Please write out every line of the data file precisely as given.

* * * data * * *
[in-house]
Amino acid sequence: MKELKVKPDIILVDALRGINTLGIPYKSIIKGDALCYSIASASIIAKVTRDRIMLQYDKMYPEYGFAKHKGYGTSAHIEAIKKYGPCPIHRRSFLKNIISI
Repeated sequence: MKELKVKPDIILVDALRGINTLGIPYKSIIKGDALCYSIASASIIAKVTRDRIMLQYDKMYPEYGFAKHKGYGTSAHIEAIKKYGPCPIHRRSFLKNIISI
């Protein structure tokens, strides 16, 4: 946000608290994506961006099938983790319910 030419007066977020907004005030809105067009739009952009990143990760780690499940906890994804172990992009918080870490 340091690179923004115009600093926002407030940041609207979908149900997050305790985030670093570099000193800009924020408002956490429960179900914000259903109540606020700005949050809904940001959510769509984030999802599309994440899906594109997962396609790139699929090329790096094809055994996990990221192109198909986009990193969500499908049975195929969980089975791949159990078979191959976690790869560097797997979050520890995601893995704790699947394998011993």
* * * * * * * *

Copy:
[in-house]
Amino acid sequence: MKELKVKPDIILVDALRGINTLGIPYKSIIKGDALCYSIASASIIAKVTRDRIMLQYDKMYPEYGFAKHKGYGTSAHIEAIKKYGPCPIHRRSFLKNIISI
Repeated sequence: MKELKVKPDIILVDALRGINTLGIPYKSIIKGDALCYSIASASIIAKVTRDRIMLQYDKMYPEYGFAKHKGYGTSAHIEAIKKYGPCPIHRRSFLKNIISI
């Protein structure tokens, strides 16, 4: 946000608290994506961006099938983790319910 030419007066977020907004005030809105067009739009952009990143990760780690499940906890994804172990992009918080870490 340091690179923004115009600093926002407030940041609207979908149900997050305790985030670093570099000193800009924020408002956490429960179900914000259903109540606020700005949050809904940001959510769509984030999802599309994440899906594109997962396609790139699929090329790096094809055994996990990221192109198909986009990193969500499908049975195929969980089975791949159990078979191959976690790869560097797997979050520890995601893995704790699947394998011993």